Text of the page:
That said, I've told my parents to check with me on the first day of class. To see if I actually went through with it. Because there's still time to back out...

Monday, August 6, 2012

Florence Y'All

For those unfamiliar with midwest geography, the great city of Cincinnati lies right on the river that marks the border between Ohio and Kentucky. This makes downtown Cincy easily accessible from northern Kentucky, where many choose to live. 

I have crossed many rivers in the midwest. Crossing the Missouri from Nebraska into Iowa, for example, brings... more of the same. You know, cornfields. Same with crossing the Mississippi from Iowa into Illinois. 

But crossing from Ohio into Kentucky feels dramatic. Like somebody should be asking to see my passport, maybe. And then searching my car for drugs or fireworks. 

On the other side of that river, suddenly people speak with drawls. You see more tattoos and fewer...sleeves. The line at the grocery store moves a little more slowly because the checker is telling the person in front of you about their deceased father and then about the fatal accident that happened "right out at that light" several months ago (true story). You start to notice restaurants with names like "Bubby's BBQ" (true story), and people will tell you their life story if you ask their name (also true and yet rather endearing). 

Kentucky is famous for the Kentucky derby:

fried chicken, Daniel Boone, bourbon, and hot browns:
Photo from Southern Living
And, my personal favorite, the Florence water tower:

And it's also really beautiful. Beginning in Kentucky, the landscape changes from flat farmland to hilly and densely forested. It also has 50 state parks, one of which we visited the other week:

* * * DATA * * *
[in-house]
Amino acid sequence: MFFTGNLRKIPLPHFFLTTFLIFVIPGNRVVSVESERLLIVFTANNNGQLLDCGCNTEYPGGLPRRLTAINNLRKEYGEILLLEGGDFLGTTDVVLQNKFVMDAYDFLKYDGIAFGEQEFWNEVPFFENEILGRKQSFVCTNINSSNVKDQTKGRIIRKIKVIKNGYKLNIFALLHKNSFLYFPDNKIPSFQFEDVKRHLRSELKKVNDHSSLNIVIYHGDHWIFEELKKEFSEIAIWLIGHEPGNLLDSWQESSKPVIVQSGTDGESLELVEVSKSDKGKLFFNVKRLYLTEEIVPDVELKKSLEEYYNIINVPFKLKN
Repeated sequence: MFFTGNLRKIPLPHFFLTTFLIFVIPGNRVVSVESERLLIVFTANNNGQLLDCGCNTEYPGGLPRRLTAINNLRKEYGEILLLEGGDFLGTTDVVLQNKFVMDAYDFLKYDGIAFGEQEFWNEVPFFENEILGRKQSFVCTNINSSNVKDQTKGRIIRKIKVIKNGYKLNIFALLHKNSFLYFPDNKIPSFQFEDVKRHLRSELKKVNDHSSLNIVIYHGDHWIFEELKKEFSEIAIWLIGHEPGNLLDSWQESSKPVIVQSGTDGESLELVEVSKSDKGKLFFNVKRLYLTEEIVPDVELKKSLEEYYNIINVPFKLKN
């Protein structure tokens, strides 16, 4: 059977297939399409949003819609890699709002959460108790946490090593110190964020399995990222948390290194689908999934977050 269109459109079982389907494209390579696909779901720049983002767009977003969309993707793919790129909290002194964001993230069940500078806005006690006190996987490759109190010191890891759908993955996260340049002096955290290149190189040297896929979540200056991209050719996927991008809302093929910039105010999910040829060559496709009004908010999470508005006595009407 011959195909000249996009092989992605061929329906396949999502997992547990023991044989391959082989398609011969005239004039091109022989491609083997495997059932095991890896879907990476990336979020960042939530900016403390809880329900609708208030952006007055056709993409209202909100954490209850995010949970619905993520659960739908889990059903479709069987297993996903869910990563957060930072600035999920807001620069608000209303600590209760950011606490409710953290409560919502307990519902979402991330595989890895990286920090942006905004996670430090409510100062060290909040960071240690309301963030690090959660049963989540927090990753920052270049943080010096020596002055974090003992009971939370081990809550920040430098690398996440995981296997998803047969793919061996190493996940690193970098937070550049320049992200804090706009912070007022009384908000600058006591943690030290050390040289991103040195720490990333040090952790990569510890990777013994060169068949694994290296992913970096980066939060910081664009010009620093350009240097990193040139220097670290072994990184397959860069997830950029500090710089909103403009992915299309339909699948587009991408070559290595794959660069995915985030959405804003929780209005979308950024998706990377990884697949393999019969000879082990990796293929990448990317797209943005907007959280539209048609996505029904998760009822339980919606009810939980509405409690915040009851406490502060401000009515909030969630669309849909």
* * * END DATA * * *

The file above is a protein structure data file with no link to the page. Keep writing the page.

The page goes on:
This is Cumberland Falls (hence the falling water in the picture). Yes, it was hot and muggy (we keep forgetting that going outside in June or July in the midwest is usually a sweaty mistake), but it was just so beautiful. There was water. And green stuff. Both novelties to westerners like ourselves. 

So come visit, y'all.

Thursday, July 26, 2012

Mary Hannah

Disclaimer: yes, this is yet again a post related to my pregnancy. If you can't stomach it, feel free to visit again later. I have a few non-baby posts planned.

This weekend I am having my first baby shower. Premature? Possibly. In T-shirts you still can't tell I'm pregnant. But when it's your last chance to be around family until Jr. comes, you take it.

Last Friday I had a doctor's appointment and mentioned this to him and asked if it was possible to have my 20-week ultrasound a week and a half early so we could find out the gender for the baby shower.

"No." The kind of "no" that is not open to negotiations.


Sure, if there's a problem, they can see it better after 20 weeks, blah blah blah, but obviously the man has never doomed his child to wearing exclusively yellow and green.